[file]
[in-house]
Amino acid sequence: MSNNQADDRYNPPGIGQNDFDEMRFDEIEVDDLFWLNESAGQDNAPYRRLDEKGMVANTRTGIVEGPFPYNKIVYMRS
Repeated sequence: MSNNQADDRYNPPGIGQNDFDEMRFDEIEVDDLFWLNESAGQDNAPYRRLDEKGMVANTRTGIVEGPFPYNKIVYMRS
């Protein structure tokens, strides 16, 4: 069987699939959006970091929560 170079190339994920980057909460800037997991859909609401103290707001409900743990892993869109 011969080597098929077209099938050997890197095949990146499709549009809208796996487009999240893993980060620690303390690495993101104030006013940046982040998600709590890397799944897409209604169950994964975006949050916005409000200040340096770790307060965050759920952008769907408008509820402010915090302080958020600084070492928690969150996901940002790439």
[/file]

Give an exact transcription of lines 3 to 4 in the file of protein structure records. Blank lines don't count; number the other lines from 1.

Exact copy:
Repeated sequence: MSNNQADDRYNPPGIGQNDFDEMRFDEIEVDDLFWLNESAGQDNAPYRRLDEKGMVANTRTGIVEGPFPYNKIVYMRS
């Protein structure tokens, strides 16, 4: 069987699939959006970091929560 170079190339994920980057909460800037997991859909609401103290707001409900743990892993869109 011969080597098929077209099938050997890197095949990146499709549009809208796996487009999240893993980060620690303390690495993101104030006013940046982040998600709590890397799944897409209604169950994964975006949050916005409000200040340096770790307060965050759920952008769907408008509820402010915090302080958020600084070492928690969150996901940002790439």